I was 22 years old when I went to Israel for the first time on a Birthright Israel Onward program for two months in Haifa. I volunteered with the children of Eritrean asylum seekers at an NGO called Aleph. My relationship with Israel waxed and waned throughout the years, from being immensely proud of the only Jewish nation to being incredibly frustrated as to how to rectify the tantalizing and often painful realities of Israel.

Growing up in shul, Israel was described as a land of milk and honey, yet the media and hashtags portrayed a very different tale. As an international relations student going into my senior year, I decided that I needed to see for myself that I could only trust my own eyes and ears.

Arriving in Israel, I realized pretty quickly how normal Israel was, a country like any other, with people going to work and studying, living their day-to-day lives just as people would in any other country. From the beginning, I was struck at the rapidness and ease with which Israelis made me feel at home. From teaching me Hebrew to orienting me around Haifa, I felt at home.

On our Jerusalem seminar, I’ll never forget going to the Kotel and praying and being struck by the sudden realization that I was the first in my family to return to our ancestral homeland after 2,000 years. Everything in our history as a people, the pogroms, the scapegoating, the de jure segregation, somehow made this moment possible, and I was forever intertwined with those who were and those to come. To say that it was a full circle moment is putting it lightly. I got to explore my Jewish identity and those of others in ways that I never thought imaginable: seeing Orthodox Jews walking under rainbow flags as they passed the street in Tel Aviv, enjoying the tranquility of Shabbat with friends in Jerusalem, learning the traditions of various ethnic groups such as the Ethiopian and Moroccan Jewish communities. All of these different learning moments allowed me to better visualize Judaism and the Jewish people as the spectrum that conceptually and cognitively I knew we were but never got to fully experience from my comfortable cocoon in my predominantly Ashkenazi reform community.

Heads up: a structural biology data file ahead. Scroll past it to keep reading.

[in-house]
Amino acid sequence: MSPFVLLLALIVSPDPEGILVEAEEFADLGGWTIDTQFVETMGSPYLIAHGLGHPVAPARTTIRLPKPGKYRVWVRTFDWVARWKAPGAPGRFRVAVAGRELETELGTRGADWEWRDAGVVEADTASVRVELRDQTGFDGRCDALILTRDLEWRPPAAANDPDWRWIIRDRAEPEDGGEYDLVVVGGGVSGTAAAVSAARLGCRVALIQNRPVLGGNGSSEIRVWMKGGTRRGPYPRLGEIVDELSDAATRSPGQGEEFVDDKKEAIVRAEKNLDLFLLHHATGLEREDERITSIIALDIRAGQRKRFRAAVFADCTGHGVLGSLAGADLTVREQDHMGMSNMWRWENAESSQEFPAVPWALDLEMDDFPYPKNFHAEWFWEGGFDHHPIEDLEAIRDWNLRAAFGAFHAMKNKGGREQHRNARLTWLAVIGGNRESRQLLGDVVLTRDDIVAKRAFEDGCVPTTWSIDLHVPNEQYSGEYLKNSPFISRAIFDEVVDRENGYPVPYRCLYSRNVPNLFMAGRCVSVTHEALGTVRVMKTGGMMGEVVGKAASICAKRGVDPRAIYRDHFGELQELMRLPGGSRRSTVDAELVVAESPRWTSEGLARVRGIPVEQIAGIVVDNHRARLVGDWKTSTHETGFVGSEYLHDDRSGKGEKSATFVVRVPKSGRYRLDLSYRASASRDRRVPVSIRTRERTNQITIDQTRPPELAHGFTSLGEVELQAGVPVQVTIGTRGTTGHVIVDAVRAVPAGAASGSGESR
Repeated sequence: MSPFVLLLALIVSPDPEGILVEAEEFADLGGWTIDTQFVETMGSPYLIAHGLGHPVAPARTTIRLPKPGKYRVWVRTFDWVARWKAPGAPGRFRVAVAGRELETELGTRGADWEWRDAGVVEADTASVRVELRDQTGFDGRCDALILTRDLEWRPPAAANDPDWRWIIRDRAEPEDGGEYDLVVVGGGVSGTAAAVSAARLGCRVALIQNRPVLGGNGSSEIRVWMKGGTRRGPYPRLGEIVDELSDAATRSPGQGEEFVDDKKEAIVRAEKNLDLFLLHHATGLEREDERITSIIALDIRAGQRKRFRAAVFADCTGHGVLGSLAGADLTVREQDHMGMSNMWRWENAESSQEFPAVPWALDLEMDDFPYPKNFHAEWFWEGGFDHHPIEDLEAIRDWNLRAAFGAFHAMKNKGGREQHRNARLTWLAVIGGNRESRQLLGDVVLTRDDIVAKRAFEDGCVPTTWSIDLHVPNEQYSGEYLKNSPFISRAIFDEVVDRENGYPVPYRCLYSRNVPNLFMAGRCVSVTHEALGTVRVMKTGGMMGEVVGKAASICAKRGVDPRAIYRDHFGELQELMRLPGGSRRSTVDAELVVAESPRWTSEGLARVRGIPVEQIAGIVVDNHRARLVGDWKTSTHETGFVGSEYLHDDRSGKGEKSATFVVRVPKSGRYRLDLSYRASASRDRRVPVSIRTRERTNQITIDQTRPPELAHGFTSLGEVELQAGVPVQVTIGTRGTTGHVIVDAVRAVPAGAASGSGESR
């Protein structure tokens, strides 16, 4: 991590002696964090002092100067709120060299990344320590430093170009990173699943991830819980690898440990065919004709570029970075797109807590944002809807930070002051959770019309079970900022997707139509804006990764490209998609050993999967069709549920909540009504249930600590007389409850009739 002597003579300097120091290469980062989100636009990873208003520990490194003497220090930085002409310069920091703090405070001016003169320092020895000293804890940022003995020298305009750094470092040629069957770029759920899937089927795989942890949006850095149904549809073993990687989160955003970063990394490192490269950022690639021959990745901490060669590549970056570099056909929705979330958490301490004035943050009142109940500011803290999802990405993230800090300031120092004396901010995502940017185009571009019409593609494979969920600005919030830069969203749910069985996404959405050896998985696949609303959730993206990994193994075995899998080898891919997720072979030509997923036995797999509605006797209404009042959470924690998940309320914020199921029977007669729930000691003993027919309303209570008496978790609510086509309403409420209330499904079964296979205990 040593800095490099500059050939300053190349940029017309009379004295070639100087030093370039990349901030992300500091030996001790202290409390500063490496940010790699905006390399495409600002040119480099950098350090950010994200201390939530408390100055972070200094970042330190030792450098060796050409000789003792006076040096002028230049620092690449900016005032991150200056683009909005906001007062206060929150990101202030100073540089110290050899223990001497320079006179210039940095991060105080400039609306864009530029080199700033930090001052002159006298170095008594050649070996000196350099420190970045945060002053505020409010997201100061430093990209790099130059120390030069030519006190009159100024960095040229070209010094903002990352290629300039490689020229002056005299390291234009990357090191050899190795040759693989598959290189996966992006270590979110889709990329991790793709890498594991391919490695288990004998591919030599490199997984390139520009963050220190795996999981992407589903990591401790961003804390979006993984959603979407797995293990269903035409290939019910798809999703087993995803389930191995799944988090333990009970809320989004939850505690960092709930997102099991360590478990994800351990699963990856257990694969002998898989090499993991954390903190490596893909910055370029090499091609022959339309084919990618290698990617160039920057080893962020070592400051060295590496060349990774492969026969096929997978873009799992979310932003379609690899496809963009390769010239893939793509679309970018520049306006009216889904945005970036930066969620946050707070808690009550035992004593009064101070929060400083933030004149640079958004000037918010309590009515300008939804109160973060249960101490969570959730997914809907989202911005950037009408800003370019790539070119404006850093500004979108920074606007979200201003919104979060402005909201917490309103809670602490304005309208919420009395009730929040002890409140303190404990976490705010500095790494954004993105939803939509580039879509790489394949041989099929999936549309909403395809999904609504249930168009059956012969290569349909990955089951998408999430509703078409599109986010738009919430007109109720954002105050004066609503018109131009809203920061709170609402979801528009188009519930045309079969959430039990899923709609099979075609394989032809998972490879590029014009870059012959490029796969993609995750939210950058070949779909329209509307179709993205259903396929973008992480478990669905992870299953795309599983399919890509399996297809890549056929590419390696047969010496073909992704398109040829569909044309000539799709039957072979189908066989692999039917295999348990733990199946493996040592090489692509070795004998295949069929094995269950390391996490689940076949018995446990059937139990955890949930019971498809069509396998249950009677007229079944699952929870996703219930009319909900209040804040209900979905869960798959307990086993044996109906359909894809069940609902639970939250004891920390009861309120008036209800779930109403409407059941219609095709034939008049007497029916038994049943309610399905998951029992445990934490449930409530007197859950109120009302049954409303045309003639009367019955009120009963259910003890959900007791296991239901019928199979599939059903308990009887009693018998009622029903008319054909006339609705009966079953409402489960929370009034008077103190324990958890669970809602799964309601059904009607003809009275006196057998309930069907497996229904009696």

Being specifically on the Onward Israel program allowed me to finally confront those tantalizing and painful truths in a safe place. As we toured the country, from Haifa to Segev Shalom in the Negev, to listen, speak, and engage with community members from distinct demographics of Israeli society, I very quickly became comfortable with being uncomfortable. Their stories and histories didn’t necessarily match my experiences of the country I had come to know and love. Yet, while painful and jarring at times, they made Israeli society’s nuances more straightforward and transparent. Having facilitated and casual dialogue with peers and staff allowed us to bounce back ideas and opinions to strengthen or challenge our own notions while simultaneously forming them.

By the end of my two-month internship, I found that the questions I had come with had been answered, and I was returning home with new questions and more questions. Ultimately, this strengthened my commitment to Israel rather than break it because, despite the duration of the internship, I had been given a particularly comprehensive base of knowledge to keep pursuing answers and to maintain an open mind. Armed with the new tools given to me, I could continue back home on the journey that I had started in Israel.